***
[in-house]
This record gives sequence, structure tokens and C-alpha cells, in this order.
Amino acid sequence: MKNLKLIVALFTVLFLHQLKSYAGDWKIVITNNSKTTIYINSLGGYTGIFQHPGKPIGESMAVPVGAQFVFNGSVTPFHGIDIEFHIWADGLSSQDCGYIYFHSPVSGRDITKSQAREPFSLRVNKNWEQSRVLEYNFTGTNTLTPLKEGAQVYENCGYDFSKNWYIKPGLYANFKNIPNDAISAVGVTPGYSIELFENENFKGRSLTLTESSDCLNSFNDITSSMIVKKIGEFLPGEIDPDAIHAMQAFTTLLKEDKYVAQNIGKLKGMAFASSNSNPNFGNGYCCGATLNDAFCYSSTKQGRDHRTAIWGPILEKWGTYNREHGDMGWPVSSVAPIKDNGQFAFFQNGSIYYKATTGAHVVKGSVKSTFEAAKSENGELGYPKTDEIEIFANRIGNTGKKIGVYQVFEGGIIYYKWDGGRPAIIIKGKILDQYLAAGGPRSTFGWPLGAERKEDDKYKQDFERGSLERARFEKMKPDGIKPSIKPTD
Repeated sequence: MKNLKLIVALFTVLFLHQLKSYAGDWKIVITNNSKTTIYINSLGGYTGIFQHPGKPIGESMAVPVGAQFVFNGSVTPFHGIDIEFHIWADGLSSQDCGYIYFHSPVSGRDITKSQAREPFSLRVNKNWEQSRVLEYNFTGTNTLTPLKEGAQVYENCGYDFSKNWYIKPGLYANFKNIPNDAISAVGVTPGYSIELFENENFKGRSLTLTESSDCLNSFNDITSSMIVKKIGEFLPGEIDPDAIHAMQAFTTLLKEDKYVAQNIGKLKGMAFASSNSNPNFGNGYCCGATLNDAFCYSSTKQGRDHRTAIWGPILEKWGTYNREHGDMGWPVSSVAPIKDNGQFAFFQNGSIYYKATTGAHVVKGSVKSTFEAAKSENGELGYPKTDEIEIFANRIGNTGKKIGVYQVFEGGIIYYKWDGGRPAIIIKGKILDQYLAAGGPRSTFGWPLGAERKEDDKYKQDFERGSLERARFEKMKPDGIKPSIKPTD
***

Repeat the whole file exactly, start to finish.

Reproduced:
[in-house]
This record gives sequence, structure tokens and C-alpha cells, in this order.
Amino acid sequence: MKNLKLIVALFTVLFLHQLKSYAGDWKIVITNNSKTTIYINSLGGYTGIFQHPGKPIGESMAVPVGAQFVFNGSVTPFHGIDIEFHIWADGLSSQDCGYIYFHSPVSGRDITKSQAREPFSLRVNKNWEQSRVLEYNFTGTNTLTPLKEGAQVYENCGYDFSKNWYIKPGLYANFKNIPNDAISAVGVTPGYSIELFENENFKGRSLTLTESSDCLNSFNDITSSMIVKKIGEFLPGEIDPDAIHAMQAFTTLLKEDKYVAQNIGKLKGMAFASSNSNPNFGNGYCCGATLNDAFCYSSTKQGRDHRTAIWGPILEKWGTYNREHGDMGWPVSSVAPIKDNGQFAFFQNGSIYYKATTGAHVVKGSVKSTFEAAKSENGELGYPKTDEIEIFANRIGNTGKKIGVYQVFEGGIIYYKWDGGRPAIIIKGKILDQYLAAGGPRSTFGWPLGAERKEDDKYKQDFERGSLERARFEKMKPDGIKPSIKPTD
Repeated sequence: MKNLKLIVALFTVLFLHQLKSYAGDWKIVITNNSKTTIYINSLGGYTGIFQHPGKPIGESMAVPVGAQFVFNGSVTPFHGIDIEFHIWADGLSSQDCGYIYFHSPVSGRDITKSQAREPFSLRVNKNWEQSRVLEYNFTGTNTLTPLKEGAQVYENCGYDFSKNWYIKPGLYANFKNIPNDAISAVGVTPGYSIELFENENFKGRSLTLTESSDCLNSFNDITSSMIVKKIGEFLPGEIDPDAIHAMQAFTTLLKEDKYVAQNIGKLKGMAFASSNSNPNFGNGYCCGATLNDAFCYSSTKQGRDHRTAIWGPILEKWGTYNREHGDMGWPVSSVAPIKDNGQFAFFQNGSIYYKATTGAHVVKGSVKSTFEAAKSENGELGYPKTDEIEIFANRIGNTGKKIGVYQVFEGGIIYYKWDGGRPAIIIKGKILDQYLAAGGPRSTFGWPLGAERKEDDKYKQDFERGSLERARFEKMKPDGIKPSIKPTD